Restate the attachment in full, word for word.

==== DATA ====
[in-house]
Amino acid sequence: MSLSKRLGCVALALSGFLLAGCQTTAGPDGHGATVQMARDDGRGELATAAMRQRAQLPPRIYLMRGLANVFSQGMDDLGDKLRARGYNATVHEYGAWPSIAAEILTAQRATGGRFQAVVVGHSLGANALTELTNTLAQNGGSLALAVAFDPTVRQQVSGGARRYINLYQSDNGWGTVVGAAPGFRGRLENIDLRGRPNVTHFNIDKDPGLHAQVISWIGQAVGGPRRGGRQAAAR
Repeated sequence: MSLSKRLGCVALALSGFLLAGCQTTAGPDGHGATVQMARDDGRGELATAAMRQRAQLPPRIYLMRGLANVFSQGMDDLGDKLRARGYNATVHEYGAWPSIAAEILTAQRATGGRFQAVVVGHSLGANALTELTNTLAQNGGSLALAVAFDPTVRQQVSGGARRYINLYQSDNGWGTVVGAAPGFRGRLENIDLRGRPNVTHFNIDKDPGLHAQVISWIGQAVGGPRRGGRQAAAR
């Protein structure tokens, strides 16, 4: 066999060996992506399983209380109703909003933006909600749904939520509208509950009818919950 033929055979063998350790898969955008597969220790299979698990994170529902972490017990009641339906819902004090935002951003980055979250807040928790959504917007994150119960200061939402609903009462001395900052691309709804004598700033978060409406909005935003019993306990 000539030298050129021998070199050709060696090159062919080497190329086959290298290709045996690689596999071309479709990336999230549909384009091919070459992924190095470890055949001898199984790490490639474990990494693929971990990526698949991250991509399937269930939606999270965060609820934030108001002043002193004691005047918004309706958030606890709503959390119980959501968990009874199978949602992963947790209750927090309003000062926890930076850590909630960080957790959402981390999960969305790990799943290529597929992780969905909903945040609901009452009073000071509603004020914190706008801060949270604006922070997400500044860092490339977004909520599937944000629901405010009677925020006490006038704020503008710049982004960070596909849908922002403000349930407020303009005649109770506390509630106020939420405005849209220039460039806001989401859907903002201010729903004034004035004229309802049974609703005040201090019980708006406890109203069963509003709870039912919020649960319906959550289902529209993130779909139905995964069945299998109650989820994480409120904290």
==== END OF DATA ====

[in-house]
Amino acid sequence: MSLSKRLGCVALALSGFLLAGCQTTAGPDGHGATVQMARDDGRGELATAAMRQRAQLPPRIYLMRGLANVFSQGMDDLGDKLRARGYNATVHEYGAWPSIAAEILTAQRATGGRFQAVVVGHSLGANALTELTNTLAQNGGSLALAVAFDPTVRQQVSGGARRYINLYQSDNGWGTVVGAAPGFRGRLENIDLRGRPNVTHFNIDKDPGLHAQVISWIGQAVGGPRRGGRQAAAR
Repeated sequence: MSLSKRLGCVALALSGFLLAGCQTTAGPDGHGATVQMARDDGRGELATAAMRQRAQLPPRIYLMRGLANVFSQGMDDLGDKLRARGYNATVHEYGAWPSIAAEILTAQRATGGRFQAVVVGHSLGANALTELTNTLAQNGGSLALAVAFDPTVRQQVSGGARRYINLYQSDNGWGTVVGAAPGFRGRLENIDLRGRPNVTHFNIDKDPGLHAQVISWIGQAVGGPRRGGRQAAAR
């Protein structure tokens, strides 16, 4: 066999060996992506399983209380109703909003933006909600749904939520509208509950009818919950 033929055979063998350790898969955008597969220790299979698990994170529902972490017990009641339906819902004090935002951003980055979250807040928790959504917007994150119960200061939402609903009462001395900052691309709804004598700033978060409406909005935003019993306990 000539030298050129021998070199050709060696090159062919080497190329086959290298290709045996690689596999071309479709990336999230549909384009091919070459992924190095470890055949001898199984790490490639474990990494693929971990990526698949991250991509399937269930939606999270965060609820934030108001002043002193004691005047918004309706958030606890709503959390119980959501968990009874199978949602992963947790209750927090309003000062926890930076850590909630960080957790959402981390999960969305790990799943290529597929992780969905909903945040609901009452009073000071509603004020914190706008801060949270604006922070997400500044860092490339977004909520599937944000629901405010009677925020006490006038704020503008710049982004960070596909849908922002403000349930407020303009005649109770506390509630106020939420405005849209220039460039806001989401859907903002201010729903004034004035004229309802049974609703005040201090019980708006406890109203069963509003709870039912919020649960319906959550289902529209993130779909139905995964069945299998109650989820994480409120904290």